Update Query Question

Hello this is what I am trying to do,

I am updating a field, what I need to do is if what I update is different from what was in the field I need to update a next field called "Changed" = 1.  Any idea how I do this in my update Set statement?
Who is Participating?
Kevin CrossConnect With a Mentor Chief Technology OfficerCommented:
Did you see my first suggestion?  Doesn't need a trigger and you only update the values where new data is different and so you know that changed = 1 applies.  Give that a try.

I guess you could try it in the set.  I didn't suggest that as my thought is your are changing the column value and so didn't think the test would be reliable; however, that is when I thought of it with column you were changing first and then changed = 1.  Try like this, may work for what you want...

UPDATE TableName
SET Changed = CASE ColumnName WHEN @NewValue THEN 0 ELSE 1 END
, ColumnName = @NewValue
Kevin CrossChief Technology OfficerCommented:
Hello sbornstein2,

You can do this through an update trigger.  Or simply do this:

UPDATE TableName
SET ColumnName = @NewValue
, Changed = 1
WHERE ColumnName <> @NewValue

Best regards,

Kevin CrossChief Technology OfficerCommented:
If you have more columns or just prefer using trigger, then here is the information from Microsoft:

The thought there would be on an UPDATE there are two tables: DELETED and INSERTED.  
DELETED --> contains row as it was before change
INSERTED --> contains row as it is after change

Therefore, if the value of the column is different in inserted than in deleted, then records has changed.

Hope that helps.
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sbornstein2Author Commented:
is there a way to handle it without using a trigger?  I don't want to use a trigger if possible because of performance and the blackbox of it.  I am using an update statement though that I need it to be within the set somehow but still update things even if the old value vs new value are not equal.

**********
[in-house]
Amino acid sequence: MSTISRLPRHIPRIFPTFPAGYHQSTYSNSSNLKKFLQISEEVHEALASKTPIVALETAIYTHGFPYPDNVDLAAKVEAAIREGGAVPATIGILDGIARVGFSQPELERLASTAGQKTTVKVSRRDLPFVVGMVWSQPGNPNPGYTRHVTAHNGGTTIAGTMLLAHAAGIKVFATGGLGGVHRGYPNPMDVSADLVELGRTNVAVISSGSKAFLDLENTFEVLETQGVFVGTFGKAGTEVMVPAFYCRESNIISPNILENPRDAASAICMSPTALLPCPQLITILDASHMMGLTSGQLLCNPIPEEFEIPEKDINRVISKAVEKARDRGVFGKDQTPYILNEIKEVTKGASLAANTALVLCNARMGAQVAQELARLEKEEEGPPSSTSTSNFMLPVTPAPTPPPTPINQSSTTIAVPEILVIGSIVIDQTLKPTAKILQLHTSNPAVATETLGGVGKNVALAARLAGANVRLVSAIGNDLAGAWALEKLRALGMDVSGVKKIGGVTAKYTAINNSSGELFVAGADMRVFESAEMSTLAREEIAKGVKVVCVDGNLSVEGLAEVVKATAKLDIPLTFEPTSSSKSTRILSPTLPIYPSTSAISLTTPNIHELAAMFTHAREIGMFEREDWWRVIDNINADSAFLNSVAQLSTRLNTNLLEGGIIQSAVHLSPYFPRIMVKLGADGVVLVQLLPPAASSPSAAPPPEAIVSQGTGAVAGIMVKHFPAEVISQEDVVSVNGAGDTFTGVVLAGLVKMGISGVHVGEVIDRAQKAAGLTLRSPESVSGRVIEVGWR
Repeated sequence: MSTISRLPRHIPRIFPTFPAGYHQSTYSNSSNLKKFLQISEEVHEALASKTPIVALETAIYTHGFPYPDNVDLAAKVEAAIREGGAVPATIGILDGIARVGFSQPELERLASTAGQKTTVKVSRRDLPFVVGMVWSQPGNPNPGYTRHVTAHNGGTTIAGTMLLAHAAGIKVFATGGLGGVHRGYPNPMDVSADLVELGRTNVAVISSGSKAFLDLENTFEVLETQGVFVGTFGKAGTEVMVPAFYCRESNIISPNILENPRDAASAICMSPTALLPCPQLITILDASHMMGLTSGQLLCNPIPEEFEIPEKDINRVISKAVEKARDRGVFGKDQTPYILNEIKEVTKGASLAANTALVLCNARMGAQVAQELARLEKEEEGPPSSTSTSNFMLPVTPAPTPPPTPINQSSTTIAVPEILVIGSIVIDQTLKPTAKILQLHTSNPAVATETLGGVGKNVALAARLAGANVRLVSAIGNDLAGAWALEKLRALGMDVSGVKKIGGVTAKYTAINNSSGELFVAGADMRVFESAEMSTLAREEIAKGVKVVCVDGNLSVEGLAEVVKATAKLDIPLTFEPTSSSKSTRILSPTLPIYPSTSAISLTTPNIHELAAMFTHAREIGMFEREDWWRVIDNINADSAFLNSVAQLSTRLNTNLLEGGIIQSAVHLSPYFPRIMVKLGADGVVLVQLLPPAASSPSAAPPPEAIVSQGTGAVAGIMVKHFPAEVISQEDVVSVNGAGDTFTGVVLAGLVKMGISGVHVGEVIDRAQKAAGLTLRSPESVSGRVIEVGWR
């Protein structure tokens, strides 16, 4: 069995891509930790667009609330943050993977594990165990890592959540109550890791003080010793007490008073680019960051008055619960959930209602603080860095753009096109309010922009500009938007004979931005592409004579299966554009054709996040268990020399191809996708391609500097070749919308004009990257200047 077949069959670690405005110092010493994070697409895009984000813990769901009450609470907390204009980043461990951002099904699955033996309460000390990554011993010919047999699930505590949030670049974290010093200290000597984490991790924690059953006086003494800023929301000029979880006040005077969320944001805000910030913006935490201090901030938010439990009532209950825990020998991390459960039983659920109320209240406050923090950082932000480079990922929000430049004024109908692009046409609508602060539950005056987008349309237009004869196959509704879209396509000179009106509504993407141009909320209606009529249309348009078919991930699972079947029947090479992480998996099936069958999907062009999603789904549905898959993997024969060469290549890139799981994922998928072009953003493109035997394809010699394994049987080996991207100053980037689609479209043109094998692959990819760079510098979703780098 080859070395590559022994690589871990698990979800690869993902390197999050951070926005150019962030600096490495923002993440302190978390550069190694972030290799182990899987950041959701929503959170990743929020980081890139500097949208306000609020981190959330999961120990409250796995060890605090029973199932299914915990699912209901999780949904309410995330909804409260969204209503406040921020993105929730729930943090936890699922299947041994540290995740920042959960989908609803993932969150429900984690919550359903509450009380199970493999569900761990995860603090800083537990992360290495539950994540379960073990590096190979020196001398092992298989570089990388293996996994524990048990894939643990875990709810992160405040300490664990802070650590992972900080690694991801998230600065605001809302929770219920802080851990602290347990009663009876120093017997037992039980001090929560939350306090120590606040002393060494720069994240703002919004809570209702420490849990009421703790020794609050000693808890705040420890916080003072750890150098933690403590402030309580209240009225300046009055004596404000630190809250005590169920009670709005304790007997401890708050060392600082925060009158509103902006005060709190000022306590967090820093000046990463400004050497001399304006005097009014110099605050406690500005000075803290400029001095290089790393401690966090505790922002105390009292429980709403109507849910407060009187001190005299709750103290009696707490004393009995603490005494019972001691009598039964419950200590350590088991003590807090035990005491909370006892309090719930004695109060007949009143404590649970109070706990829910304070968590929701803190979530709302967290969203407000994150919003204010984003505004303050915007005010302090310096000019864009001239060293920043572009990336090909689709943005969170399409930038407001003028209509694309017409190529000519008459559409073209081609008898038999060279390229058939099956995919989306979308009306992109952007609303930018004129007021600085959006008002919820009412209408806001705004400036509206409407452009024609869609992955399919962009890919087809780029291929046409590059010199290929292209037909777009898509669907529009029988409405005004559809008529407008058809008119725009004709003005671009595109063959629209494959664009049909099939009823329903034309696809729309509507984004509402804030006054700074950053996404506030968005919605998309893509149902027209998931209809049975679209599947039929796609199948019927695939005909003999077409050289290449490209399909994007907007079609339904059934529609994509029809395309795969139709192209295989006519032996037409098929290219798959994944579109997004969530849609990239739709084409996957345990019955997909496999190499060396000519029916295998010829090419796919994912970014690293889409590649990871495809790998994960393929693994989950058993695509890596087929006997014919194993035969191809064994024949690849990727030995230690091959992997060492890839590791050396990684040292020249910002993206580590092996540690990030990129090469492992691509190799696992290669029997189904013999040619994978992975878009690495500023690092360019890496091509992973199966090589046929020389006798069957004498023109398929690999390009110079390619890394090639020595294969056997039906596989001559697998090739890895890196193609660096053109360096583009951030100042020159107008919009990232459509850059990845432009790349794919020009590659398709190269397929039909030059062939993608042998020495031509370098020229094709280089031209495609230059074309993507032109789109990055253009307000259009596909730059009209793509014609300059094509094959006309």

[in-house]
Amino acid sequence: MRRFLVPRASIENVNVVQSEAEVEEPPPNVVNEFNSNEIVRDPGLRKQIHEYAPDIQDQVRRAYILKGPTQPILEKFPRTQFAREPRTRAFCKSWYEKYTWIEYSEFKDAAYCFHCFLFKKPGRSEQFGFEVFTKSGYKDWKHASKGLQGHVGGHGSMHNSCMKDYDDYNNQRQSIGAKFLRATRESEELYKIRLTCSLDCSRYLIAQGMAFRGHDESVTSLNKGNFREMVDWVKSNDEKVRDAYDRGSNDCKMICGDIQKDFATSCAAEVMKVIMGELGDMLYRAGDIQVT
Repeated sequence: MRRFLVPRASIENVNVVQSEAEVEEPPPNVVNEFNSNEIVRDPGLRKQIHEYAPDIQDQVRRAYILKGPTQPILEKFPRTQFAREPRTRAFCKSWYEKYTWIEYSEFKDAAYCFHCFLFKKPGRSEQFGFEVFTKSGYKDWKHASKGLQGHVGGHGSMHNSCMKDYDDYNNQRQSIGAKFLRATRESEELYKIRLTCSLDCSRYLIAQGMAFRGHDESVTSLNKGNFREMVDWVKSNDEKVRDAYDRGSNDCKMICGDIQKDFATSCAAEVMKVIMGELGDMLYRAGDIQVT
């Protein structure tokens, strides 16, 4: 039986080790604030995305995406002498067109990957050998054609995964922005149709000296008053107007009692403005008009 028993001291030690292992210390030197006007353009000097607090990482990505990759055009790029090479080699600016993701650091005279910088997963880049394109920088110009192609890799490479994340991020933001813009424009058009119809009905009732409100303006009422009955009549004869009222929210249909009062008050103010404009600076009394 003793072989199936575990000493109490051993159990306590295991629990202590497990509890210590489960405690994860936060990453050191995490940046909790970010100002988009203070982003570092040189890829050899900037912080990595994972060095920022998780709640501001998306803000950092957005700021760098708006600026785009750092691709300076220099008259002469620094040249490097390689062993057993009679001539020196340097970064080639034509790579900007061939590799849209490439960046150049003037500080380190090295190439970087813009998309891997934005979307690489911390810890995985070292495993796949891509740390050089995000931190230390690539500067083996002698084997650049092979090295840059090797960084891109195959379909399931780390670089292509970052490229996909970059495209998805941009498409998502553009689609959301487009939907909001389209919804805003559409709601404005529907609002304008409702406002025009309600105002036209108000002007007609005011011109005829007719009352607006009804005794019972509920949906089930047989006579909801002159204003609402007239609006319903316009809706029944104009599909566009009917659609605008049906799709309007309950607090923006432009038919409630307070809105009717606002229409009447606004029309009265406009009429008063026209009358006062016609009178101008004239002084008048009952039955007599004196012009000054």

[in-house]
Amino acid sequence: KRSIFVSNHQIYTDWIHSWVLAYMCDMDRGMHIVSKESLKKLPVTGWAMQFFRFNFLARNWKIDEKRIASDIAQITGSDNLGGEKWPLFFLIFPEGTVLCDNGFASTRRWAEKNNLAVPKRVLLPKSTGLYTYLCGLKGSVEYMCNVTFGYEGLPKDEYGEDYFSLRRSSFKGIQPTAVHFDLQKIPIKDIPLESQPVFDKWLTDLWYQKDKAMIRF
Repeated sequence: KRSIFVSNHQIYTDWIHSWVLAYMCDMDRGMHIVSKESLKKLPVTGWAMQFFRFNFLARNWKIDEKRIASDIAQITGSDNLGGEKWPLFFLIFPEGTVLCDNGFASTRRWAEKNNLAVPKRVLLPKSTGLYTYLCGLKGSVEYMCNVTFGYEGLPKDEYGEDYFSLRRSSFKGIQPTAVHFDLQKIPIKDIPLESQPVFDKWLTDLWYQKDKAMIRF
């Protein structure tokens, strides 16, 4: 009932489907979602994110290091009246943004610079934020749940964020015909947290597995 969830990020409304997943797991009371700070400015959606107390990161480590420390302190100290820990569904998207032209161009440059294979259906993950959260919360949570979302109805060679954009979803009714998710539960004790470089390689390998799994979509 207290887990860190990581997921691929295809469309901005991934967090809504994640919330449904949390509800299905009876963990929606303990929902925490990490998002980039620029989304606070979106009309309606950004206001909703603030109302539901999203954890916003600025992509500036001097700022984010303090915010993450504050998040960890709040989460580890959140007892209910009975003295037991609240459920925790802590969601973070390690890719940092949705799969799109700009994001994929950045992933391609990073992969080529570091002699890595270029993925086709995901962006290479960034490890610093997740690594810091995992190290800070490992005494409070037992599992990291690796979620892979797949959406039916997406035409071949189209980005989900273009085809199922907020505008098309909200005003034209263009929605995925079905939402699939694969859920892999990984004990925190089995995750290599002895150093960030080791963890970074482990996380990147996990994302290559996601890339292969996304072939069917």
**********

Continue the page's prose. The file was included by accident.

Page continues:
Mark WillsTopic AdvisorCommented:
Would be inclined to do :

update tablename set changed = 1, columname = @newvalue
where columname <> @newvalue
and <row_qualifiers_go_here>

might need to check for NULLs
Kevin CrossChief Technology OfficerCommented:
That was my original suggestion, Mark.  Not sure why that didn't work...
Mark WillsTopic AdvisorCommented:

So it was (kind of just glossed over when I saw more postings - sorry about that)... except for the row qualifiers... and equally unsure as to why it didn't work.


Triggers do not automatically mean performance problems, you are doing an extra update query anyway, and may as well be server side and "inside the table"  so to speak.

Not a big fan of having a "changed" column, because what happens next time it changes ? If you are looking for a bit of an audit trail, then the trigger approach could record every change... If you are looking to flag changed rows (for extract, synch, etc) then the flag is fine - so long as it is reset somewhere otherwise you are only really recording / flagging the first change as an "event" (ie changes state from 0 or NULL to a 1).

sbornstein2Author Commented:
worked awesome thanks
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